Who writes this stuff? This is our second visit to this park. We stayed here three years ago and this sign has weighed on me ever since. I think it’s a faucet – not a jug filler!

Seen at Sterling State Park in Monroe, Michigan. In the shadow of the power plant!

Take a Closer Look

Just an old tree trunk in a cemetery? Nope. On closer inspection…

There are faces carved into the wood!

Seen at Greenville Recreation area, just north of Poplar Bluff, Missouri.

Another Sad Poem

The Little Book of Cheerful Thoughts

by Jeffrey Harrison

Small enough to fit  
in your shirt pocket 
so you could take it out 
in a moment of distress 
to ingest a happy  
maxim or just stare 
a while at its orange 
and yellow cover 
(so cheerful in itself 
you need go no further), 
this little booklet 
wouldn’t stop a bullet  
aimed at your heart 

and seems a flimsy  
shield against despair, 
whatever its contents. 
But there it is 
by the cash register, 
so I pick it up 
as I wait in line and 
come to a sentence 
saying there are few 
things that can’t be  
cured by a hot bath 
above the name  
Sylvia Plath. 

I rest my case, 
placing the booklet 
back by its petite 
companions Sweet Nothings
and Simple Wisdom… 
but not The Book of Sorrows
a multivolume set 
like the old Britannica 
that each of us receives 
in installments 
of unpredictable 
heft and frequency 
over a lifetime. 

The Peace of Lilies

Before Quiet

Hazel Hall

I will think of water-lilies
Growing in a darkened pool,
And my breath shall move like water,
And my hands be limp and cool.

It shall be as though I waited
In a wooden place alone;
I will learn the peace of lilies
And will take it for my own.

If a twinge of thought, if yearning
Come like wind into this place,
I will bear it like the shadow
Of a leaf across my face.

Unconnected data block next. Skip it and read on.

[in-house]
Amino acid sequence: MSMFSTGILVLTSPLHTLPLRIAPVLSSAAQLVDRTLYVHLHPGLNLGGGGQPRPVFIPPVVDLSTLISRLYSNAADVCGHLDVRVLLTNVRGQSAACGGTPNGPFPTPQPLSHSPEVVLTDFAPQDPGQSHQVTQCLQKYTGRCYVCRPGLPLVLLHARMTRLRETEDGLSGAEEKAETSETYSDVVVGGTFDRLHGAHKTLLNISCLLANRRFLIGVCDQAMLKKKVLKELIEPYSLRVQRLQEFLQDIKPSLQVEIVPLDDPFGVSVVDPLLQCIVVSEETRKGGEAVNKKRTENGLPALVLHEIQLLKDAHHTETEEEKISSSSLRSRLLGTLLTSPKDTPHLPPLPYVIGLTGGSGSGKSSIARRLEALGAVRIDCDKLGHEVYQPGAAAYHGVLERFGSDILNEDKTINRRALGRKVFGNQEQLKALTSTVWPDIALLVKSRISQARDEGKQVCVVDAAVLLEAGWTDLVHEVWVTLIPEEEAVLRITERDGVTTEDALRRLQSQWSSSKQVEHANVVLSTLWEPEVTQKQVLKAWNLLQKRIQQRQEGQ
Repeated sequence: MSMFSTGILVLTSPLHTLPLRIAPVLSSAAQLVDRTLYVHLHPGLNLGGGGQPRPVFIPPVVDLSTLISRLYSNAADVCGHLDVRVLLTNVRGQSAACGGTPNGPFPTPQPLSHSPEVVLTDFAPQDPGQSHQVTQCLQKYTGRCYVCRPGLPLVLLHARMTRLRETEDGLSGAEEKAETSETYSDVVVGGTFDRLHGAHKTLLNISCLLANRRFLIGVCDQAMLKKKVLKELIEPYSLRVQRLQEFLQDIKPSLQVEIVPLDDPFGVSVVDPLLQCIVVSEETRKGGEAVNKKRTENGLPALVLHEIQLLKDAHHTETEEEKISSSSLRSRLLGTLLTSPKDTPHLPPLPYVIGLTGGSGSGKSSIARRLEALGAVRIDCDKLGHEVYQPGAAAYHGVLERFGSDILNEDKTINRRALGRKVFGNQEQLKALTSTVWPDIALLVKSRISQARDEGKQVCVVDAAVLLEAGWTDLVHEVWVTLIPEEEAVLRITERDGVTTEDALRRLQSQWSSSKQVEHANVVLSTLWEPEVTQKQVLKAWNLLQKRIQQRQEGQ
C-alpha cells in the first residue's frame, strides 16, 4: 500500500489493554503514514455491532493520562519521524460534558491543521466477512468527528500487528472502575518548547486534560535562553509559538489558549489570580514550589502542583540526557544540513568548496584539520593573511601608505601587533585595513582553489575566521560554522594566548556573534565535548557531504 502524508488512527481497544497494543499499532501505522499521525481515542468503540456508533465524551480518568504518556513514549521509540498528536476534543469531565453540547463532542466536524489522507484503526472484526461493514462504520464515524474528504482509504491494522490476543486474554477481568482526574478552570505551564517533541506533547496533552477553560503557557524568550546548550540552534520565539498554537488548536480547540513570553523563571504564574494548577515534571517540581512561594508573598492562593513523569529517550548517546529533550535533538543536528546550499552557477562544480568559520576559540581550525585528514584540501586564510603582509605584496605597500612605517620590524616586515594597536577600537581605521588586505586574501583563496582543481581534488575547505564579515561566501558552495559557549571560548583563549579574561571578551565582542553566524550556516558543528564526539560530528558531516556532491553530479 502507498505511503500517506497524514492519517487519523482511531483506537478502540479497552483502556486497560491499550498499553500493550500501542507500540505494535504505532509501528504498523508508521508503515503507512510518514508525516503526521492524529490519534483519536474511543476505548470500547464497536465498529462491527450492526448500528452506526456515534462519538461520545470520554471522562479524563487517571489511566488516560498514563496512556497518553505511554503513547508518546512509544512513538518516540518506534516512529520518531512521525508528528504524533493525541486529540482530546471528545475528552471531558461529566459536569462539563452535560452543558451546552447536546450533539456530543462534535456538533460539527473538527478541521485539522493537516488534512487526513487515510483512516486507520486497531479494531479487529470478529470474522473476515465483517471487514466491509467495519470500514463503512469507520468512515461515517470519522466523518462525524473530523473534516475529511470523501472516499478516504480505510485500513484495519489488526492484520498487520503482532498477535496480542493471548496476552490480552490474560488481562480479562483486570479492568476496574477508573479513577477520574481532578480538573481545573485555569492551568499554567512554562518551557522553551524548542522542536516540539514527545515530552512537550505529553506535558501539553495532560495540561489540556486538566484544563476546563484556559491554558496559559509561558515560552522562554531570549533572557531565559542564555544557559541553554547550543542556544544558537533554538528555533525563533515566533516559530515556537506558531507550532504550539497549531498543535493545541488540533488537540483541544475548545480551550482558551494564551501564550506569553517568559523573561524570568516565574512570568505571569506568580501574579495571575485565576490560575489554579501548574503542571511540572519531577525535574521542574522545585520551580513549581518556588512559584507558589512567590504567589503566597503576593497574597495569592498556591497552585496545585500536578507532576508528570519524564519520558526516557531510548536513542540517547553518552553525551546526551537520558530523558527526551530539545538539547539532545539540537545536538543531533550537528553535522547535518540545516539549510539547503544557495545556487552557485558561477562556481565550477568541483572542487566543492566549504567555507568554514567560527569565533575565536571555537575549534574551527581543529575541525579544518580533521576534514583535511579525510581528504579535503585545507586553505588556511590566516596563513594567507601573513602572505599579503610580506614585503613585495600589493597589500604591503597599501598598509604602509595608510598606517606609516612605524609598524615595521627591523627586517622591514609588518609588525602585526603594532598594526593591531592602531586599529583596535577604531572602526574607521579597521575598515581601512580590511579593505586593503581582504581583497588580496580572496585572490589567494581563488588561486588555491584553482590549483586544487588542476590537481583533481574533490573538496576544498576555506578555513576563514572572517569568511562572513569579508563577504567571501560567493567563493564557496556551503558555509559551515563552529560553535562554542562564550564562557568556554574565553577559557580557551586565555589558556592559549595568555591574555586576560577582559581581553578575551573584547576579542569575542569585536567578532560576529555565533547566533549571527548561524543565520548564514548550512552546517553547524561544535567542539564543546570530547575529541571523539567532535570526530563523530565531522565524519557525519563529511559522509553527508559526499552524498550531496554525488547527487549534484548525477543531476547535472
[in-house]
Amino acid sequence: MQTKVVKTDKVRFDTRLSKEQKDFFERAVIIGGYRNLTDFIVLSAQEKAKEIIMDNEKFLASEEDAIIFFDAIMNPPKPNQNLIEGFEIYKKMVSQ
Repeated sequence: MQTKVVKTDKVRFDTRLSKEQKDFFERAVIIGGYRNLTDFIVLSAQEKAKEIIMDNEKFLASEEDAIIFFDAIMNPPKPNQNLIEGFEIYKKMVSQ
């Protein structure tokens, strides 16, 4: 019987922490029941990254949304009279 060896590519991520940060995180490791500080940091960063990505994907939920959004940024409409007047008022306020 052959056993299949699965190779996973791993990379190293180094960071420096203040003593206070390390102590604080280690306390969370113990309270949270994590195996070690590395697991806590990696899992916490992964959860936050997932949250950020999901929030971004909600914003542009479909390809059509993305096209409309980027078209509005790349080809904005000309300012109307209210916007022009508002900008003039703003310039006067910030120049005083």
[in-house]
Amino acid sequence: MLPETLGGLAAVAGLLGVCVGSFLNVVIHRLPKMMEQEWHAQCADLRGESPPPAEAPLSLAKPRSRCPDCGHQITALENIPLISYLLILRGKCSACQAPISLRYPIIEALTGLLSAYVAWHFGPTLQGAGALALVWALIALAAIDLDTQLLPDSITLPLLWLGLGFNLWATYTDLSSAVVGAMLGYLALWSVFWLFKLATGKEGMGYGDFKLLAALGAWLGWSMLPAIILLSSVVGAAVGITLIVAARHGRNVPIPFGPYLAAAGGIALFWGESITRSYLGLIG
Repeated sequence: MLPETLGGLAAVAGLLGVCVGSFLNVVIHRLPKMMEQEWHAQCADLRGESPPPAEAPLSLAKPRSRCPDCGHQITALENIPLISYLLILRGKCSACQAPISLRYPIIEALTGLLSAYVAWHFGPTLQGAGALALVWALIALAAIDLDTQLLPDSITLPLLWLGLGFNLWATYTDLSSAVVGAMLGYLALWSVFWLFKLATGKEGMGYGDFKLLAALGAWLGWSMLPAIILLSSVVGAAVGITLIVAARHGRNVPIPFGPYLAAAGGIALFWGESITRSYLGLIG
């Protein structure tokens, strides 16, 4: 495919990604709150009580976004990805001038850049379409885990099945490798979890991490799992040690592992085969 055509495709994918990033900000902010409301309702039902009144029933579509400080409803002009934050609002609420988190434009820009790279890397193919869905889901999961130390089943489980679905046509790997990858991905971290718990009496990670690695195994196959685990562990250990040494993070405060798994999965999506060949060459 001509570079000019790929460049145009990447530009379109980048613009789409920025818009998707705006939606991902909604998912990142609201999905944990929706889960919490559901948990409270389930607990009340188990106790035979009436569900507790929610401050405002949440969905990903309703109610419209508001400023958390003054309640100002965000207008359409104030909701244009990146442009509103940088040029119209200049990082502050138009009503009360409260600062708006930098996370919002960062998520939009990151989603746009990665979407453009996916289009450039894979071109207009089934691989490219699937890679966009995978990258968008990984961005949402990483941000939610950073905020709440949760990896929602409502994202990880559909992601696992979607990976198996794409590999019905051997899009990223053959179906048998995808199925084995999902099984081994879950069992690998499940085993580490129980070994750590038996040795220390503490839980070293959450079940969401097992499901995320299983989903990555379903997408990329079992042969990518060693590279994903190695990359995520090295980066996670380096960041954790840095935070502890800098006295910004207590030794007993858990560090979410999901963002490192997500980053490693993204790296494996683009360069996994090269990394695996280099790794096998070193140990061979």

The river is famous to the fish.

The loud voice is famous to silence,   
which knew it would inherit the earth   
before anybody said so.   

The cat sleeping on the fence is famous to the birds   
watching him from the birdhouse.   

The tear is famous, briefly, to the cheek.   

The idea you carry close to your bosom   
is famous to your bosom.   

The boot is famous to the earth,   
more famous than the dress shoe,   
which is famous only to floors.

The bent photograph is famous to the one who carries it   
and not at all famous to the one who is pictured.   

I want to be famous to shuffling men   
who smile while crossing streets,   
sticky children in grocery lines,   
famous as the one who smiled back.

I want to be famous in the way a pulley is famous,   
or a buttonhole, not because it did anything spectacular,   
but because it never forgot what it could do.



Wild Things

The Peace of Wild Things

When despair for the world grows in me
and I wake in the night at the least sound
in fear of what my life and my children’s lives may be,
I go and lie down where the wood drake
rests in his beauty on the water, and the great heron feeds.
I come into the peace of wild things
who do not tax their lives with forethought
of grief. I come into the presence of still water.
And I feel above me the day-blind stars
waiting with their light. For a time
I rest in the grace of the world, and am free.

~ Poem by Wendell Berry

A Floral Poem

Red Peonies by Wang Wei

Such radiance of green,
so casual and composed;
The tint of her dress
Blends crimson with pink.
The heart of a flower
is nearly torn with grief:
Will spring’s brilliance
ever know her heart?

translated by Irving Y. Lo

(I have no idea if that photo is peonies. And they certainly aren’t red. Poetic license!)